Creative Expression

Female child singing with a mic and headphones


Is your child a "creative" who shines on stage? Or is your child shy, looking for a safe space to dabble in self expression? Either way, join this creative expression group to enhance flexibility, spontaneity, and self-confidence through physical activity, vocal exercises, mindfulness, and group acting activities. Brought to you in partnership with our friends at The Miracle Project.

This evidence-based, fun-filled music, movement, and acting program provides inclusive expressive and performing arts opportunities to children and teens of all abilities. The Miracle Project's musical theater classes give young people the opportunity to cultivate positive self expression through music, movement, acting, and story writing.

AGES: 7-13

DURATION: April 21 - June 9, 2021

MEETS: Wednesdays for 60 minutes

TIME: 3:15pm Seattle/ 6:15pm New York/ 8:15am Thursday Sydney

COST: $35 per class, billed as an 8-class session

CANCELLATION POLICY: Classes are fully refundable until 24 hours after the first meeting.

FOUNDER: Elaine Hall

Elaine Hall, The Miracle Project's Founder & Executive Artistic Director, has been referenced by The New York Times as “the child whisperer” and is a pioneer in using theater and movement practices as a portal for connection among individuals with autism and related disabilities. Elaine was a top Hollywood acting coach when her adopted son was diagnosed with autism. When traditional behavioral therapies did not work for him, she developed an innovative methodology combining mindfulness and the expressive arts with what she was learning from autism experts, Dr. Stanley Greenspan, Dr. Ricki Robinson, and Dr. Barry Prizant. The 2008 Emmy Award-winning HBO documentary, AUTISM: The Musical profiles Elaine’s early work with The Miracle Project, which has since been deemed evidence-based and is now being replicated nationally and internationally.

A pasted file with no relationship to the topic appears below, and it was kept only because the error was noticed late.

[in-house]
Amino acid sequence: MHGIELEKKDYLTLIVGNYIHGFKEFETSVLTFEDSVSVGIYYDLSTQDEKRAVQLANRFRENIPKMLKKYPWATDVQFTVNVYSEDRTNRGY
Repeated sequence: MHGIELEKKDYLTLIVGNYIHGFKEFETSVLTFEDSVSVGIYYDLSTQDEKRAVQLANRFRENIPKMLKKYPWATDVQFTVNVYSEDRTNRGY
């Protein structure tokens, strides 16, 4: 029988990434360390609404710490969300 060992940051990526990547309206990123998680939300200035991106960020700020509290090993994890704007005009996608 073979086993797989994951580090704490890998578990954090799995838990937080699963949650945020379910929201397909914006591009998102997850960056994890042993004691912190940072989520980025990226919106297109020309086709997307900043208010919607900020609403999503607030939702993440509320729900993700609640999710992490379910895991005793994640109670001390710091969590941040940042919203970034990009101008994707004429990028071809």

"The class has a good program that encourages children to participate. It is designed to make children just be happy, feel accepted while they express their creativity. They do not feel judged and even when the children share their vulnerabilities, the teachers try to make them feel heard."

— Parent of a Creative Expression Student